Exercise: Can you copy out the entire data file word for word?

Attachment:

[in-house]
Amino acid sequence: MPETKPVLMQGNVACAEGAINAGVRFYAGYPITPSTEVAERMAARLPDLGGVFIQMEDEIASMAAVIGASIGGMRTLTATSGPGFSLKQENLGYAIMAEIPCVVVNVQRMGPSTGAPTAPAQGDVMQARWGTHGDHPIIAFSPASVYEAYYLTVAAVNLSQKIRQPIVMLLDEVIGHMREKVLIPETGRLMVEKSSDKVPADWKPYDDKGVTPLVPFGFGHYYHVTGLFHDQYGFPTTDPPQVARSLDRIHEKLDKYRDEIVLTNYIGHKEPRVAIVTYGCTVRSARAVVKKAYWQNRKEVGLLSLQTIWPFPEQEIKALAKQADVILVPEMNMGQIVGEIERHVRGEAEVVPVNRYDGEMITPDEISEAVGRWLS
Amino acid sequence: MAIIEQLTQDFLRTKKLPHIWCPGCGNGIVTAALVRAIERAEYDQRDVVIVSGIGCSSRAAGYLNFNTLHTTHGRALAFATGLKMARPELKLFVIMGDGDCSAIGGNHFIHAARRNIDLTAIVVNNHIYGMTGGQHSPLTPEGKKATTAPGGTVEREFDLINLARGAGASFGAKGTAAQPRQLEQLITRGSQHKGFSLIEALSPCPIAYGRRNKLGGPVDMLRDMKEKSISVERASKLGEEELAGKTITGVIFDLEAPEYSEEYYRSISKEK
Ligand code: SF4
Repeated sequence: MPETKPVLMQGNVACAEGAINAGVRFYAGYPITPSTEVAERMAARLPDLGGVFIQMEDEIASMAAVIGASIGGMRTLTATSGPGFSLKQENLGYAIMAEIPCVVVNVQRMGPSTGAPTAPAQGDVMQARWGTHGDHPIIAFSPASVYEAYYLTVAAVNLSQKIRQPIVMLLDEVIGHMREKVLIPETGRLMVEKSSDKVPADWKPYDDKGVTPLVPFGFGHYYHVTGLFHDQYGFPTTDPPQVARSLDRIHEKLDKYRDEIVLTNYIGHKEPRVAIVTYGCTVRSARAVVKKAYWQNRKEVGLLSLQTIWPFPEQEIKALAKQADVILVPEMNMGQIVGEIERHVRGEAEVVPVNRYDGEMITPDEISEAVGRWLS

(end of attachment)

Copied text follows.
[in-house]
Amino acid sequence: MPETKPVLMQGNVACAEGAINAGVRFYAGYPITPSTEVAERMAARLPDLGGVFIQMEDEIASMAAVIGASIGGMRTLTATSGPGFSLKQENLGYAIMAEIPCVVVNVQRMGPSTGAPTAPAQGDVMQARWGTHGDHPIIAFSPASVYEAYYLTVAAVNLSQKIRQPIVMLLDEVIGHMREKVLIPETGRLMVEKSSDKVPADWKPYDDKGVTPLVPFGFGHYYHVTGLFHDQYGFPTTDPPQVARSLDRIHEKLDKYRDEIVLTNYIGHKEPRVAIVTYGCTVRSARAVVKKAYWQNRKEVGLLSLQTIWPFPEQEIKALAKQADVILVPEMNMGQIVGEIERHVRGEAEVVPVNRYDGEMITPDEISEAVGRWLS
Amino acid sequence: MAIIEQLTQDFLRTKKLPHIWCPGCGNGIVTAALVRAIERAEYDQRDVVIVSGIGCSSRAAGYLNFNTLHTTHGRALAFATGLKMARPELKLFVIMGDGDCSAIGGNHFIHAARRNIDLTAIVVNNHIYGMTGGQHSPLTPEGKKATTAPGGTVEREFDLINLARGAGASFGAKGTAAQPRQLEQLITRGSQHKGFSLIEALSPCPIAYGRRNKLGGPVDMLRDMKEKSISVERASKLGEEELAGKTITGVIFDLEAPEYSEEYYRSISKEK
Ligand code: SF4
Repeated sequence: MPETKPVLMQGNVACAEGAINAGVRFYAGYPITPSTEVAERMAARLPDLGGVFIQMEDEIASMAAVIGASIGGMRTLTATSGPGFSLKQENLGYAIMAEIPCVVVNVQRMGPSTGAPTAPAQGDVMQARWGTHGDHPIIAFSPASVYEAYYLTVAAVNLSQKIRQPIVMLLDEVIGHMREKVLIPETGRLMVEKSSDKVPADWKPYDDKGVTPLVPFGFGHYYHVTGLFHDQYGFPTTDPPQVARSLDRIHEKLDKYRDEIVLTNYIGHKEPRVAIVTYGCTVRSARAVVKKAYWQNRKEVGLLSLQTIWPFPEQEIKALAKQADVILVPEMNMGQIVGEIERHVRGEAEVVPVNRYDGEMITPDEISEAVGRWLS